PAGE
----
Access

You are not currently logged in.

Access your personal account or get JSTOR access through your library or other institution:

login

Log in to your personal account or through your institution.

Inbreeding and Extinction: A Threshold Effect

Richard Frankham
Conservation Biology
Vol. 9, No. 4 (Aug., 1995), pp. 792-799
Stable URL: http://www.jstor.org/stable/2386988
Page Count: 8
  • Download ($42.00)
  • Subscribe ($19.50)
  • Cite this Item
Inbreeding and Extinction: A Threshold Effect
Preview not available

Abstract

A fundamental assumption underlying the application of genetics within conservation biology is that inbreeding increases the risk of extinction. However, there is no information on the shape of the relationship, the available evidence has not distinguished genetic and nongenetic effects, and the issue is controversial. Methods were devised to separate genetic and nongenetic causes causes of extinction in inbred populations, and they were used to analyze data from Drosophila melanogaster, D. virilis, and Mus musculus. Inbreeding markedly increased rates of extinction in all cases. All showed a threshold relationship between incremental extinction and inbreeding with low initial extinction, but they showed notably increased extinction beginning at intermediate levels of inbreeding. There was no difference in extinction levels at similar inbreeding coefficients in populations inbred at different rates (full sibling versus double first cousin). Endangered species may give little warning of impending extinction crises due to inbreeding.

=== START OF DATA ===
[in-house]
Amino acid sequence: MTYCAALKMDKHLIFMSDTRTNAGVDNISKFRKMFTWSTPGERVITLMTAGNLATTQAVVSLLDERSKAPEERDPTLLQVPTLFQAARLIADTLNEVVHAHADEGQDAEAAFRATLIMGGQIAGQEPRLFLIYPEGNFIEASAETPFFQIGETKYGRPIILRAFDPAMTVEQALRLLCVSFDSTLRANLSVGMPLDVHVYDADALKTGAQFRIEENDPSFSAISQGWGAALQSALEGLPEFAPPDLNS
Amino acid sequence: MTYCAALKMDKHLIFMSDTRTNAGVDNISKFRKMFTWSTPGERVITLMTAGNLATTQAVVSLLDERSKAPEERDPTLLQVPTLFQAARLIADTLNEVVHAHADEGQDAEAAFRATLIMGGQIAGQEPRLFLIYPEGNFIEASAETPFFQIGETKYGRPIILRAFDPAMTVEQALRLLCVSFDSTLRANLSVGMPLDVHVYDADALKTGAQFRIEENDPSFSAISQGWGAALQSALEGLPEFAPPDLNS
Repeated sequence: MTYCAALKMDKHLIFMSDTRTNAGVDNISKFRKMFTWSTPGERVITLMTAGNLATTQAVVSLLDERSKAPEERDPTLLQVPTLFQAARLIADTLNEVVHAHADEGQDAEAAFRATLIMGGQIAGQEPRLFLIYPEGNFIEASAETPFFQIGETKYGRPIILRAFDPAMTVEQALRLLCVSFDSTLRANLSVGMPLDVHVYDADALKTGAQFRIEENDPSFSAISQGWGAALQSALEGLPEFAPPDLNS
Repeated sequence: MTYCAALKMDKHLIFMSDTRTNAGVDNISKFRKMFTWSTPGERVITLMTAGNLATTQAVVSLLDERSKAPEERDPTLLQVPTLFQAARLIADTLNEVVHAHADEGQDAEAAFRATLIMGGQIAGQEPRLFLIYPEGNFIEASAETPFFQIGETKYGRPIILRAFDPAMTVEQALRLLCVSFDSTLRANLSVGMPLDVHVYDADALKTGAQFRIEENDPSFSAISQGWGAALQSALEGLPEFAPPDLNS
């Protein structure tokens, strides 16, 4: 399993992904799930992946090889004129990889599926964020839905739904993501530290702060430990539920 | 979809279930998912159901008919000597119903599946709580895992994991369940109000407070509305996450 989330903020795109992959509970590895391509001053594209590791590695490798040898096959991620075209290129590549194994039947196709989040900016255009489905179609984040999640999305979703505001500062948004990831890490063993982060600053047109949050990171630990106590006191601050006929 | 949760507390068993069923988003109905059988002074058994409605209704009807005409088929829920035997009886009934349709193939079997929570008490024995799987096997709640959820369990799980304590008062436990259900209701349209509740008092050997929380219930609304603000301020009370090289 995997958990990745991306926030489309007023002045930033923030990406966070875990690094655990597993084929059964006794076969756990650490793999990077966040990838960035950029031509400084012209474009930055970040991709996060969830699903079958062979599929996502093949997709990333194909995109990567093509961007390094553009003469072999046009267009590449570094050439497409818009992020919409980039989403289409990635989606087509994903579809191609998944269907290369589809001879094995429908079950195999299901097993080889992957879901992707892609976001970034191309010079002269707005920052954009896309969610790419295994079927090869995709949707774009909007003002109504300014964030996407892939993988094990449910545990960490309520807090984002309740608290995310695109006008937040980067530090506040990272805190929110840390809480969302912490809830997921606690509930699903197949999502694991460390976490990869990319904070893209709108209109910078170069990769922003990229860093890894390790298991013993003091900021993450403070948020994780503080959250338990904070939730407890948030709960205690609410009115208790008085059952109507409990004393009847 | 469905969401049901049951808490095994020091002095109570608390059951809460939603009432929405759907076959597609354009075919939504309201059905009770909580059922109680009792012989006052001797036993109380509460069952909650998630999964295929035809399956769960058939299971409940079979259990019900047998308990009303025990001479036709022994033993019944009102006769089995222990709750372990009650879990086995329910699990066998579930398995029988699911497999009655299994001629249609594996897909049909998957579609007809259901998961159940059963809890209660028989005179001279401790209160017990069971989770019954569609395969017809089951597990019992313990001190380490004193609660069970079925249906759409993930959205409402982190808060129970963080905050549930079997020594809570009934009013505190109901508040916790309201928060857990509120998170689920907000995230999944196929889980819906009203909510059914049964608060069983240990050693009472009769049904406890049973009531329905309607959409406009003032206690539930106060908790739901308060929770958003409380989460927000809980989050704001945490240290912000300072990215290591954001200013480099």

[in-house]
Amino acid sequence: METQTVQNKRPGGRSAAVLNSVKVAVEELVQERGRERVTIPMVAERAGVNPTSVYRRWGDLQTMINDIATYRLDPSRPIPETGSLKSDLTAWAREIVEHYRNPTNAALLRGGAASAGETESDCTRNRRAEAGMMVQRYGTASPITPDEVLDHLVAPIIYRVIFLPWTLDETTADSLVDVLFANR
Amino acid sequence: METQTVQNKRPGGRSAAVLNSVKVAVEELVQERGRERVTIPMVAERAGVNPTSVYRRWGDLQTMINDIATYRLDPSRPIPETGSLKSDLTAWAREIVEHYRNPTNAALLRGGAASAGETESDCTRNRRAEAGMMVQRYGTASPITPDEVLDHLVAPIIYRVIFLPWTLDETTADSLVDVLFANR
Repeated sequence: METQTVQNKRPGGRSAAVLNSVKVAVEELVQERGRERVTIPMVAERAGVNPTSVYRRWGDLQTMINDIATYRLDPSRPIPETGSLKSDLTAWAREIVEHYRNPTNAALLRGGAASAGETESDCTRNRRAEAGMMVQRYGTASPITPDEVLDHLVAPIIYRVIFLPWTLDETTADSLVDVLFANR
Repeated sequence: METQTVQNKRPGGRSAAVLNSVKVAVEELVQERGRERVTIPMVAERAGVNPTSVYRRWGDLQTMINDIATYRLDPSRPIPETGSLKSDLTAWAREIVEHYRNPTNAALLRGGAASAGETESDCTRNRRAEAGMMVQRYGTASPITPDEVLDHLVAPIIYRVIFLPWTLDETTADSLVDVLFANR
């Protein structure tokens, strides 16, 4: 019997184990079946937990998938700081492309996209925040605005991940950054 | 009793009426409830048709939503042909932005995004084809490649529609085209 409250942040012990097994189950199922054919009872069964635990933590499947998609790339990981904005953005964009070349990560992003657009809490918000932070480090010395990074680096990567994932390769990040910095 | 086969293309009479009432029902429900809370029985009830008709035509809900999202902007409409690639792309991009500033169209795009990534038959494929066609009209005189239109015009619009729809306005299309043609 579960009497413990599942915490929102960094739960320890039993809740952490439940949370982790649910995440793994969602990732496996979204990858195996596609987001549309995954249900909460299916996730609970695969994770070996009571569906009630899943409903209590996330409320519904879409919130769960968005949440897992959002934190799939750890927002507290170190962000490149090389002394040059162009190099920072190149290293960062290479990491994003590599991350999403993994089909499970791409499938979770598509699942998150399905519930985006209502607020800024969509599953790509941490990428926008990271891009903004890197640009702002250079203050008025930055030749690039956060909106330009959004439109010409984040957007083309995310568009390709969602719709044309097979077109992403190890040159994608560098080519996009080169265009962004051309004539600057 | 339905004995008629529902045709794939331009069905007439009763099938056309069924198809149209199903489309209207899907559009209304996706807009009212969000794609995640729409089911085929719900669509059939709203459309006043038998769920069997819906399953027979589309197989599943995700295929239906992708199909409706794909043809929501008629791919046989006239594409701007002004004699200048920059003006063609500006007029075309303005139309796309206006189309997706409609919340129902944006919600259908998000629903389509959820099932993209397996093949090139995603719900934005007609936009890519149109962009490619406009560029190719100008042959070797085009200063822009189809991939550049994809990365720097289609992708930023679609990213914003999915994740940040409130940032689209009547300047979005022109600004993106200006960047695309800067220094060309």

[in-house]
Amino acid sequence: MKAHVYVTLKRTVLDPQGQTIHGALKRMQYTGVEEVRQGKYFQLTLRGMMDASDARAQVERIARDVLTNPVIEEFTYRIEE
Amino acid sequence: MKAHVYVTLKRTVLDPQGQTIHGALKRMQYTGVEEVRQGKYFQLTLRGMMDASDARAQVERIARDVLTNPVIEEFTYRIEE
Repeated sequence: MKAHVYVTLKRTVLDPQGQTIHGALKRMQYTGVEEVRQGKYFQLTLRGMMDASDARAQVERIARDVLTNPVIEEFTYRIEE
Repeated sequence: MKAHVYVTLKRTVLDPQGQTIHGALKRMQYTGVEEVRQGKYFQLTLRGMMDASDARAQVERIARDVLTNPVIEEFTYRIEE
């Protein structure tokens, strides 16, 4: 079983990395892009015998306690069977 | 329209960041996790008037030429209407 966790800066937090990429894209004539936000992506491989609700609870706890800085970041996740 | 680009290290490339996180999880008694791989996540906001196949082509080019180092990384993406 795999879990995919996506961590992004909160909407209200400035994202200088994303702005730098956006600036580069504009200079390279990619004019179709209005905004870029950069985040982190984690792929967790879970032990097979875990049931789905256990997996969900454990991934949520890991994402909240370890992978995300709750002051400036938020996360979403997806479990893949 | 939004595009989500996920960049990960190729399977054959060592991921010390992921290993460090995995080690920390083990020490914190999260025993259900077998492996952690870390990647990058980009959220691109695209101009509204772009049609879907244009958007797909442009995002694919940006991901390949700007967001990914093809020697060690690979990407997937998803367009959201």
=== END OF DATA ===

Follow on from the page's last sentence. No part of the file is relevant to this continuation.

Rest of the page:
Page Thumbnails

  • Thumbnail: Page 
792
    792
  • Thumbnail: Page 
793
    793
  • Thumbnail: Page 
794
    794
  • Thumbnail: Page 
795
    795
  • Thumbnail: Page 
796
    796
  • Thumbnail: Page 
797
    797
  • Thumbnail: Page 
798
    798
  • Thumbnail: Page 
799
    799